Rhythm is found everywhere in life, from our heartbeats, breath and footsteps, to the flight of a bird, to the winds flow, to the dripping of a tap...
Rhythm in life is different from rhythm in music in that it is doesn't necessarily recur at common intervals - this kind of rhythm is useful in theatre. In physical theatre internal rhythms are a useful guide when devising work. Finding your own internal rhythms, or your partners, an animals/objects enables you to identify much more with rhythmic energies which are the foundation to everything.
Meyerhold believes in 'movement phrases', each 'phrase' consisting of the initial movement, the actual movement, and the end of the movement. To Meyerhold, these do not have a set musical beat-pattern that we are used to hearing in music, because movement is not mechanical. Rhythm has to be felt not thought. In physical theatre the rhythm is constantly changing- speeding up, slowing down, reversing, long pauses, etc - it is realistic, our internal rhythms are expressed.
Rhythm in music works in cycles (as it does in life - but with more set-patterns). I wanted our exploration of rhythms to be fun and to give the students a strong grounding in these musical rhythmic patterns and the development of their ability to feel and consequently play with rhythms.
We did the following exercises and they worked so well I actually became inspired by what I saw the students doing and we were even able to create some small choreographed pieces using 'rhythm' as the foundation for telling stories.
1. In a circle we go around person by person clapping to an even, steady rhythm. 1, 2, 3, 4. Once they can do that we can change it a bit, to 1, 2, 3/4/5, and soon.
2. I create rhythms with claps, which they then immediately copy, all together. When someone gets a rhythm wrong they sit down. Rhythms get increasingly complex / longer, and I start to incorporate foot stamps and thigh slaps and even vocal noises.
3. In a circle one student begins by going in the middle and creating a 'strange' movement accompanied by a sound. The weirder/ sillier the better. This encourages students to use their bodies and voice boxes in ways they are not used to. They repeat this rhythmically, whilst everyone in the circle does the same. After a while, the student in the centre will make eye contact with another student, and they immediately swap places, with a new rhythmical movement and sound. The idea is that there is NO PAUSE and it flows continuously, requiring high levels of concentration and awareness.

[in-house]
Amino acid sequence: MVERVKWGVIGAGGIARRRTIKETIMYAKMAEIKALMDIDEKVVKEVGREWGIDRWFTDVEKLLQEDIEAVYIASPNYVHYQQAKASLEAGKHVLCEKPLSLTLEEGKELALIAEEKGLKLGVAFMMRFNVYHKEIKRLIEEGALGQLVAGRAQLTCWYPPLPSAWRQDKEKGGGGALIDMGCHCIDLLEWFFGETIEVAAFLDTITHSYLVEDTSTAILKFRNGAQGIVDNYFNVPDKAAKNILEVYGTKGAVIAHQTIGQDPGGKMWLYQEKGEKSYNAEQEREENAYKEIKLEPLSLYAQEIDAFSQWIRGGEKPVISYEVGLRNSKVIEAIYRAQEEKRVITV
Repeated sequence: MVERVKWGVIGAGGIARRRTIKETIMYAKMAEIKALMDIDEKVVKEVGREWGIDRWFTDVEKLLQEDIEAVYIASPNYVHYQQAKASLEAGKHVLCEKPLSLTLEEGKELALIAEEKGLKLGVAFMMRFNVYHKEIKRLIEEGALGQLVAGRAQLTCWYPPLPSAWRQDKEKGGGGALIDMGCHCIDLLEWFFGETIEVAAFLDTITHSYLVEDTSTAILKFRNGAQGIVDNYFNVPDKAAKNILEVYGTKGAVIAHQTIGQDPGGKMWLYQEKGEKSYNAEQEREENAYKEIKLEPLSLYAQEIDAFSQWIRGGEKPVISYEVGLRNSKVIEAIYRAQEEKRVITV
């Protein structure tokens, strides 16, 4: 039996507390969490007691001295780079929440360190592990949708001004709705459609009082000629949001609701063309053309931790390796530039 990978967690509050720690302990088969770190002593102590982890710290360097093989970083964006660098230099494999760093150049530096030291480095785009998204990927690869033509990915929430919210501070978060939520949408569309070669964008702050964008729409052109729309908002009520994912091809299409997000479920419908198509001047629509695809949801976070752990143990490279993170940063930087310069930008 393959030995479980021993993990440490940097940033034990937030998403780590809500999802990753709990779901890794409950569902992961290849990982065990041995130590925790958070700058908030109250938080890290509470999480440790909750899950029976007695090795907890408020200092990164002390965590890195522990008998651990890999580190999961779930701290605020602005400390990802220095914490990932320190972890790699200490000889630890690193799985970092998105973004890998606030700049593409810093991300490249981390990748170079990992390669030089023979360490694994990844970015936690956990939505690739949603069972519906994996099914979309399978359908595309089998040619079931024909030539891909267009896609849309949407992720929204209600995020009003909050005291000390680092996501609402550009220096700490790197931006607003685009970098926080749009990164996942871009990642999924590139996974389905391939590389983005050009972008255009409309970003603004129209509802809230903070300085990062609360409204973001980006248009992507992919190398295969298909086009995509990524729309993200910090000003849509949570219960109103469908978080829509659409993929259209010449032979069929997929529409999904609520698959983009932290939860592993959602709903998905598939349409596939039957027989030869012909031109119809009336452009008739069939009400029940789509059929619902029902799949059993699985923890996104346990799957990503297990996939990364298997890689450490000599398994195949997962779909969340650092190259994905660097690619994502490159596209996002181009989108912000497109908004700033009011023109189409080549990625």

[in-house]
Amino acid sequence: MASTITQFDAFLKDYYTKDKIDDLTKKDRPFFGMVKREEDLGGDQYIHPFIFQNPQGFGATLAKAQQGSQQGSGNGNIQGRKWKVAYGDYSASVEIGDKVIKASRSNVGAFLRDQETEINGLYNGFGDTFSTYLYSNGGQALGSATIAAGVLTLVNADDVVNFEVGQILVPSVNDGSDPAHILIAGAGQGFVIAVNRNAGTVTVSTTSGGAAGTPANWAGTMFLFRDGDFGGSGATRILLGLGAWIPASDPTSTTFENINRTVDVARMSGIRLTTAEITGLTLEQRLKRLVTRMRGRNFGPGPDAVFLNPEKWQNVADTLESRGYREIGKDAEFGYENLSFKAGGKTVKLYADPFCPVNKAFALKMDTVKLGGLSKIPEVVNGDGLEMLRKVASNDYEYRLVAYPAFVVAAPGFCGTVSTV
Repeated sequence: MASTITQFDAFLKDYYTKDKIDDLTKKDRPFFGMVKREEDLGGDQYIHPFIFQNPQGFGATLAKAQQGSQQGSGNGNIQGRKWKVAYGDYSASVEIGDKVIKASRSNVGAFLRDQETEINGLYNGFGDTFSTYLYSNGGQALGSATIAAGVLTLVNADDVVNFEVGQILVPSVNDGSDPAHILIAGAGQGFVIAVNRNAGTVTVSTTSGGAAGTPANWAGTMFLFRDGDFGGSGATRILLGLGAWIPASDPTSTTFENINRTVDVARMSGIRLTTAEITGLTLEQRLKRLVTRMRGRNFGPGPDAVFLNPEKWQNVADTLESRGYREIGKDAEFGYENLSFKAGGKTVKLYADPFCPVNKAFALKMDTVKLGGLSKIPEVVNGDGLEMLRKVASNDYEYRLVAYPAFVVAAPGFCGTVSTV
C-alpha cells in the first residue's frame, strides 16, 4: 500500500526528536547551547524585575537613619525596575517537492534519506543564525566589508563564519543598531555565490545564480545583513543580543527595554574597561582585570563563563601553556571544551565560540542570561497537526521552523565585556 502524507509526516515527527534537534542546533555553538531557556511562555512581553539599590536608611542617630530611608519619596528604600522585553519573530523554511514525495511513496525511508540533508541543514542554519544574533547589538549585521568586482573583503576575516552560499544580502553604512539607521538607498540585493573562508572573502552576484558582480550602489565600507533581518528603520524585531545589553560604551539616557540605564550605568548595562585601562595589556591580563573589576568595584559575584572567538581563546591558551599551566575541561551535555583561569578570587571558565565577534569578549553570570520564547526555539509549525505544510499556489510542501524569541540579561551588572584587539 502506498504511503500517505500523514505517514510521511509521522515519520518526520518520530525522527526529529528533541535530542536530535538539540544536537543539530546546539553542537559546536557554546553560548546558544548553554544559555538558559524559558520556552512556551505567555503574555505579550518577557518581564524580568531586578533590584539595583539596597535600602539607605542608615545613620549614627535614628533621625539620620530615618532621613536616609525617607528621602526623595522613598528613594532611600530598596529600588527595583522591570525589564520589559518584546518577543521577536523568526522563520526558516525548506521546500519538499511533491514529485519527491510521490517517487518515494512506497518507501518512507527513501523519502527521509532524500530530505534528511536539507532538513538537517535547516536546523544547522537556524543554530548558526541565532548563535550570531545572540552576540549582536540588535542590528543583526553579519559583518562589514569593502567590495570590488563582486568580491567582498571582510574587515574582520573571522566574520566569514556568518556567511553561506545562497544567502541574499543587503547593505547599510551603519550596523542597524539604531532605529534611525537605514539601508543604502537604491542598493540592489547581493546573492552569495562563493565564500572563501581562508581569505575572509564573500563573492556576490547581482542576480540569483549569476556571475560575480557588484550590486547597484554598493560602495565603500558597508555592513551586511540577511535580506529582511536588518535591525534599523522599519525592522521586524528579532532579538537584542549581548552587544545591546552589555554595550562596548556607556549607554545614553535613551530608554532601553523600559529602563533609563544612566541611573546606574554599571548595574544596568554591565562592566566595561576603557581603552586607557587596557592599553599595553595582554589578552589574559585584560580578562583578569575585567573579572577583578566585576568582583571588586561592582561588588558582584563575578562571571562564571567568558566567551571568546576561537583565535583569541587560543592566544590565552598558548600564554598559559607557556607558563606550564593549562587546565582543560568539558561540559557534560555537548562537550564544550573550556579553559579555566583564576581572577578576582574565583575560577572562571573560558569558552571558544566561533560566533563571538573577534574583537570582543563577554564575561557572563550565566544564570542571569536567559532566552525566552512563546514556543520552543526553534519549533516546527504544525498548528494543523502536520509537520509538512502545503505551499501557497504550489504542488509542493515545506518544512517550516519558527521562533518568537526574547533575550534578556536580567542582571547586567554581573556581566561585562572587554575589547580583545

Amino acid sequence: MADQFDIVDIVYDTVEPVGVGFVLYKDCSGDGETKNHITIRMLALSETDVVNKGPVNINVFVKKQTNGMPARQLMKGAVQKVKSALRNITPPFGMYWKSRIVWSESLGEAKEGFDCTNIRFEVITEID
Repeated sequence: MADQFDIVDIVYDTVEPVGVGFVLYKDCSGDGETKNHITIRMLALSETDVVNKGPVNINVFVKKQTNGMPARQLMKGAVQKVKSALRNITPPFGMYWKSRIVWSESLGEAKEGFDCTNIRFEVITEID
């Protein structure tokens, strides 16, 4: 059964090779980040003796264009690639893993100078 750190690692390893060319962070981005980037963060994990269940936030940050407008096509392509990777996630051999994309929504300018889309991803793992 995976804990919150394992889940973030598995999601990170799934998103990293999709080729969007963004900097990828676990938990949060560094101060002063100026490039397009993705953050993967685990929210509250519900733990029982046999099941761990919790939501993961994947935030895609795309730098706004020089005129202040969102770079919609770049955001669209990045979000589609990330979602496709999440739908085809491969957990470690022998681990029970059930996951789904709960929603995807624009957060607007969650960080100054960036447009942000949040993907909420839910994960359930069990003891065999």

4. In a circle we all pat our legs twice, clap our hands and then click our fingers - slap slap clap click, creating a nice, steady rhythm in unison. There are two variations of this game, either we use names or numbers. Names - everybody partakes in the slap slap clap click then one students begins by shouting their own name on the 'clap click' and then the second time they will shout someone elses name on the 'clap click'. The person who's name has been shouted is then required to immediately say their own name on the next 'clap click' of the rhythm and then next time say someone else's name, passing it around the circle.
This can also be done by assigning everyone a number from 1 - whichever. This is more tricky as if someone breaks the rhythm they are 'out', and then depending on where they were stood, people will then have new numbers so will have to think quickly. Repeat until just a couple of people left and speed increases.
5. Students are divided into two groups. They take it in turns making rhythmic sounds, for which the other group will, in unison and as instantaneously as possible, create a movement to. It's easier to start with more concrete, familiar sounds, for example a cat meowing, a car engine, the wind blowing, a yawn, a 'yippee'. The sounds - and movements - can become more abstract with time.